The often difficult pathway to peace & harmony
19 September 2015
An entry in the 2015 Rivers Award
for Writing on Peace & Harmony
I was so absorbed in counting the dates in my notebook calendar that I had deaf ears when the lecturer calling my name.
Suddenly the lecture room was as quiet as grave. It was the quietness that caught my attention.
When I looked up, Mr Ume was glaring at me furiously. “Miss Rigeret, would you like to repeat my question?” he asked politely but displeased.
“Pardon me, sir!” I apologised. “I lost track half-way through.” I felt my ears go hot.
It was 1993 and I was at Holy Trinity Teachers College, Mt Hagen.
That day I had mixed emotions about attending morning lectures. During the study break I had spent some time with my boyfriend. I knew very well that it was wrong to elope but I did and now I knew I was pregnant but did not want to believe it.
So I was repeatedly counting the dates that morning when Mr Ume singled me out.
Getting pregnant as a college student was bad. Worst still I was in my second year of teacher training in a Catholic college. I had brought disgrace and regret upon myself. I would now have a child out of wedlock. The thought was killing me.
I was the pride of my family. They looked up to me with respect. The situation I had got myself into would be a slap in their face. How would they react to the news? Surely everyone would hate me for my carelessness. I had smashed my life.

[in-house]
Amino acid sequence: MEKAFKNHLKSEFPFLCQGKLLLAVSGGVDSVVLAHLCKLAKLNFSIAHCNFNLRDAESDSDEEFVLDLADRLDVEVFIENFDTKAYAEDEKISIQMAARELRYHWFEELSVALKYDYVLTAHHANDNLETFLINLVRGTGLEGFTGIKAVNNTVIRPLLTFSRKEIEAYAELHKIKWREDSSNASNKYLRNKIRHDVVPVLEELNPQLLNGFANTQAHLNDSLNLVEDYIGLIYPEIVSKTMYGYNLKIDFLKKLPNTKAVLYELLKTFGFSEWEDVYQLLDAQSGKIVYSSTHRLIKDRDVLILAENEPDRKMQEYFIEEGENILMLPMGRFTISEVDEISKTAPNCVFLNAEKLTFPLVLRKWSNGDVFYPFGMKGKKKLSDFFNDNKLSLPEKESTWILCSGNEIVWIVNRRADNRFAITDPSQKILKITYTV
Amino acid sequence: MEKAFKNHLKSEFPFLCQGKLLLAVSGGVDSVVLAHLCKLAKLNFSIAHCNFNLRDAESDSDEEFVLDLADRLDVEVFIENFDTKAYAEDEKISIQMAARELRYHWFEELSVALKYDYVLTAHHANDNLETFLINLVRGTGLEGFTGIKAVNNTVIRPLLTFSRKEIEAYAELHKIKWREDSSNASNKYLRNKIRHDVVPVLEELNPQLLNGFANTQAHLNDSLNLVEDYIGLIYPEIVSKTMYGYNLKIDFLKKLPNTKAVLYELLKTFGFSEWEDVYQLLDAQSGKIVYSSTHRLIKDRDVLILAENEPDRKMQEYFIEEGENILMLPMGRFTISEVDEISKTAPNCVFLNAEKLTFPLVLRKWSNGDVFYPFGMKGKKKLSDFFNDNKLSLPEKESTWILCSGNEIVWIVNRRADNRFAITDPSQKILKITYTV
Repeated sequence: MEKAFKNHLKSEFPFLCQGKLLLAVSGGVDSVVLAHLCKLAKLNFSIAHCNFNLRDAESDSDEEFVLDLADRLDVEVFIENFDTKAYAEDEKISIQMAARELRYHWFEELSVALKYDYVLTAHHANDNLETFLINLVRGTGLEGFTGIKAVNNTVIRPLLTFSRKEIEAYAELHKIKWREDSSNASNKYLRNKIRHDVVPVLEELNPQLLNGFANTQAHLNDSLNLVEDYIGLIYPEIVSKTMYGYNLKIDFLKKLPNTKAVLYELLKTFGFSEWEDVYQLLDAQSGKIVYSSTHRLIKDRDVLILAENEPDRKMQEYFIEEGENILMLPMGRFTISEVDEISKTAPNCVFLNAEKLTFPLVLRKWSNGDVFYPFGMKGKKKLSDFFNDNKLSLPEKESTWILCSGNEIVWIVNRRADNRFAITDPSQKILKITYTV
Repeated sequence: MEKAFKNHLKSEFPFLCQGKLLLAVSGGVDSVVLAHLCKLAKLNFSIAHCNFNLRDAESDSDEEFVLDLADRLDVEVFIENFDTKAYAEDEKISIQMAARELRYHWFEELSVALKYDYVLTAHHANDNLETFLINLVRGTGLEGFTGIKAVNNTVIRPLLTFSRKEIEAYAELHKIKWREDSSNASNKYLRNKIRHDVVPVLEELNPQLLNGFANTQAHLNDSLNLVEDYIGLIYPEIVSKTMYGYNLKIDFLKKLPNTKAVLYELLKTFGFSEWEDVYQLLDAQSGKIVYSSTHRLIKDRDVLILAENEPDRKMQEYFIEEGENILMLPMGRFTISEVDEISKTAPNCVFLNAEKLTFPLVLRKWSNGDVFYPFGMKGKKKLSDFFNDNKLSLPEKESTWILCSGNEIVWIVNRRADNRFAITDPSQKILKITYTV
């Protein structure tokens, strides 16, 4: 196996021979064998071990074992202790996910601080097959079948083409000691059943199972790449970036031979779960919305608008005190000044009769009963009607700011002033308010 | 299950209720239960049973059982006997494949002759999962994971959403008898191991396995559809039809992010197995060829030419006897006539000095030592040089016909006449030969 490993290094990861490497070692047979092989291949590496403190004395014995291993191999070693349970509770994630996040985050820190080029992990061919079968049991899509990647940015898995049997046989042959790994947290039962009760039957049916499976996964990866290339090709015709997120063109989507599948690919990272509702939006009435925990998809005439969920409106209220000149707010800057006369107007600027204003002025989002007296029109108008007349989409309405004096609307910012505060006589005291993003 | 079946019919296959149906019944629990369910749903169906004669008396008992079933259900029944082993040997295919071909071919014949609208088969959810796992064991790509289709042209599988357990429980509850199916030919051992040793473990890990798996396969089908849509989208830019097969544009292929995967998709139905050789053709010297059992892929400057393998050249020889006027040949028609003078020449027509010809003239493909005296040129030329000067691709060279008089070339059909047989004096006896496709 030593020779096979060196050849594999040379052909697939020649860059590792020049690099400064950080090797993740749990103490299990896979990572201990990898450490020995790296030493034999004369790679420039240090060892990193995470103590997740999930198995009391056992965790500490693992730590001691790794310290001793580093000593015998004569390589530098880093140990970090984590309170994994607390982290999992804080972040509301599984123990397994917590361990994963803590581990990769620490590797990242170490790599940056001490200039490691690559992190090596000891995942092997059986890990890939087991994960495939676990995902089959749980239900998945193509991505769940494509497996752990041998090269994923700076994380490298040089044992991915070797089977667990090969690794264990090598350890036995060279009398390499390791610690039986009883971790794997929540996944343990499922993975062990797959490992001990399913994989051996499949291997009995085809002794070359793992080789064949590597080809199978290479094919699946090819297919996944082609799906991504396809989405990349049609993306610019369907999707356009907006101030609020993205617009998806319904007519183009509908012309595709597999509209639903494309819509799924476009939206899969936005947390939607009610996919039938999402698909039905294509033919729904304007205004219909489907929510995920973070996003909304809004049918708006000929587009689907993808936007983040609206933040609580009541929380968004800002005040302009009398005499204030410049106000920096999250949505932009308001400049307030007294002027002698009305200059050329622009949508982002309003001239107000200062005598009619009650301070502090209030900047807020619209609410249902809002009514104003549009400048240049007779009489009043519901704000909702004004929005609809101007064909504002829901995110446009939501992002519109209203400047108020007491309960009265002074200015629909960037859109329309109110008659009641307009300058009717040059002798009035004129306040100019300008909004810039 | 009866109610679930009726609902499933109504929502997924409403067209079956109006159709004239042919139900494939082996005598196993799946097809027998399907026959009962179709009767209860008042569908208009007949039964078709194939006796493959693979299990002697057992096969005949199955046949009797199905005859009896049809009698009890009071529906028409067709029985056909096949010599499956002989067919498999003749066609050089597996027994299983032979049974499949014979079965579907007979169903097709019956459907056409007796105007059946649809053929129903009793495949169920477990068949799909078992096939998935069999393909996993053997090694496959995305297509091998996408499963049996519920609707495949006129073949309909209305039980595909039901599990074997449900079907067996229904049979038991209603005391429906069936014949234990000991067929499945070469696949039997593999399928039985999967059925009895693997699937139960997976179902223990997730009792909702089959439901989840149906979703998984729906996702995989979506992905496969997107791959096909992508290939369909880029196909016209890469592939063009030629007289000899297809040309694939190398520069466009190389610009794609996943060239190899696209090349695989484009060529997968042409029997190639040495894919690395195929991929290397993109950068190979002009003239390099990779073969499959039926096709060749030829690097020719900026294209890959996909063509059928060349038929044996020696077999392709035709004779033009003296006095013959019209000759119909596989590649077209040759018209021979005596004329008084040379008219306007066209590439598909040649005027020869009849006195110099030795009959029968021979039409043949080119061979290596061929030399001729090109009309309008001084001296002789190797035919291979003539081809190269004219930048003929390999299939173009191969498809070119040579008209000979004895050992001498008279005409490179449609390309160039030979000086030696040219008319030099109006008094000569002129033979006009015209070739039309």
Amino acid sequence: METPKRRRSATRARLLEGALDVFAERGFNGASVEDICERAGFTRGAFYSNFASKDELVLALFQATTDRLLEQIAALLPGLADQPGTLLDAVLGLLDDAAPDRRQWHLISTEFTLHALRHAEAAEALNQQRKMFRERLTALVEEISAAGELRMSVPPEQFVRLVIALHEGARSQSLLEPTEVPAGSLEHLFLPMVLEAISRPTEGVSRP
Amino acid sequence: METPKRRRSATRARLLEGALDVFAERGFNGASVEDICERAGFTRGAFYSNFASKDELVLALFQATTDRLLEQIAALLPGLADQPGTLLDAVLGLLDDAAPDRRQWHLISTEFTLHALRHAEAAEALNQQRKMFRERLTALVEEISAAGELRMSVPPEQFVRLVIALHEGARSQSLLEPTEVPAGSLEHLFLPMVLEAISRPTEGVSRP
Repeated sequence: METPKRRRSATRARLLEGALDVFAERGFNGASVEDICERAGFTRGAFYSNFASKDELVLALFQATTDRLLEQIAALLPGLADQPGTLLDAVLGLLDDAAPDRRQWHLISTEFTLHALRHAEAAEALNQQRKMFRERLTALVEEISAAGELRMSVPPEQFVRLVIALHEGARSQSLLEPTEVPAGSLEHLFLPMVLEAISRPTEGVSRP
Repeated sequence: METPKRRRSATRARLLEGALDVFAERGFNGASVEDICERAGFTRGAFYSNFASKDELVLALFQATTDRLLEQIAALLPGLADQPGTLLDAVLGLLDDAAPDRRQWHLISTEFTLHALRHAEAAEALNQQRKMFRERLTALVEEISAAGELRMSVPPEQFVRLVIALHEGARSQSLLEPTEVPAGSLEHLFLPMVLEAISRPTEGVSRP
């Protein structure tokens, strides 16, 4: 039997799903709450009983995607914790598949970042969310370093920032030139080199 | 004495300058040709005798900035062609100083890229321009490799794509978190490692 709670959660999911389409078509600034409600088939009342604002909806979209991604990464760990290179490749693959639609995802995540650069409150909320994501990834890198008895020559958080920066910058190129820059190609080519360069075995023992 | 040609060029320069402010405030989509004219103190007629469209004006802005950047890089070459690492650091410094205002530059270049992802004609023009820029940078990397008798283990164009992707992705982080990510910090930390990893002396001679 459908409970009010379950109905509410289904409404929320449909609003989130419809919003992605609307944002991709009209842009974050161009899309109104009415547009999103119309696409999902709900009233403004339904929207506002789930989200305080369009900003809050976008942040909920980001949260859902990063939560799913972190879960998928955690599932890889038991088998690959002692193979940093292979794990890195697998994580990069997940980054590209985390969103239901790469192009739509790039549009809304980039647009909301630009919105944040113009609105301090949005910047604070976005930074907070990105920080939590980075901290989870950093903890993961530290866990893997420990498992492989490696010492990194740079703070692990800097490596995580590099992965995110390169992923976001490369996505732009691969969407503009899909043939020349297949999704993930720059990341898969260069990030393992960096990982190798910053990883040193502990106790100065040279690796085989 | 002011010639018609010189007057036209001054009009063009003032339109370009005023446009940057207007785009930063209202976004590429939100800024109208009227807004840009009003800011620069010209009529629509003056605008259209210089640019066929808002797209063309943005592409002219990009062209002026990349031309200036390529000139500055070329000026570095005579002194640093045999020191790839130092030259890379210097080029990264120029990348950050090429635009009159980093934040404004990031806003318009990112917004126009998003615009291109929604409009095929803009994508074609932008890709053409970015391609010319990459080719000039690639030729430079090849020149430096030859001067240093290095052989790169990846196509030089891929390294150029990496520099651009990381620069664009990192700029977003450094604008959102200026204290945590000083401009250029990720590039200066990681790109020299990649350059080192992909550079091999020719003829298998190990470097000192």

After some sleepless nights on a wet pillow, I made up my mind to accept the fact. I told myself not to point fingers at anybody but to be prepared to face all the challenges. I obtained weekend leave and went to see my boyfriend.
To my relief he accepted the situation. We went together to see the college principal to seek withdrawal from my studies. The principal acknowledged my withdrawal and agreed that I could complete my teacher training the following year. I was blessed. My teaching career was secured.
My parents were very hurt when I broke the news of my pregnancy. It brought much shame upon my family. But God had blessed me with very loving and understanding parents. They forgave me and accepted that we must face the situation together. So, after I gave birth, they took care of my baby girl while I completed my teacher training.